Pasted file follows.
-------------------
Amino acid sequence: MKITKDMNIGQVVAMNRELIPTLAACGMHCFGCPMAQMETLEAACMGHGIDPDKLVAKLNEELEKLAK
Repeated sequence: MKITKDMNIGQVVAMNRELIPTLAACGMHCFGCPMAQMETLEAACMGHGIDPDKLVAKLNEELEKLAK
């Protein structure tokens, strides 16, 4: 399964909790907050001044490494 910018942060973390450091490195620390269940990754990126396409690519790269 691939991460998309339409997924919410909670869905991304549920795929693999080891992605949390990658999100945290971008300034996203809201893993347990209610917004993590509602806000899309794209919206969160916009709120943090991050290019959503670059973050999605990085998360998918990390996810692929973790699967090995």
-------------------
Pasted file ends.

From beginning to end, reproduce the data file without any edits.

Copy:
Amino acid sequence: MKITKDMNIGQVVAMNRELIPTLAACGMHCFGCPMAQMETLEAACMGHGIDPDKLVAKLNEELEKLAK
Repeated sequence: MKITKDMNIGQVVAMNRELIPTLAACGMHCFGCPMAQMETLEAACMGHGIDPDKLVAKLNEELEKLAK
């Protein structure tokens, strides 16, 4: 399964909790907050001044490494 910018942060973390450091490195620390269940990754990126396409690519790269 691939991460998309339409997924919410909670869905991304549920795929693999080891992605949390990658999100945290971008300034996203809201893993347990209610917004993590509602806000899309794209919206969160916009709120943090991050290019959503670059973050999605990085998360998918990390996810692929973790699967090995």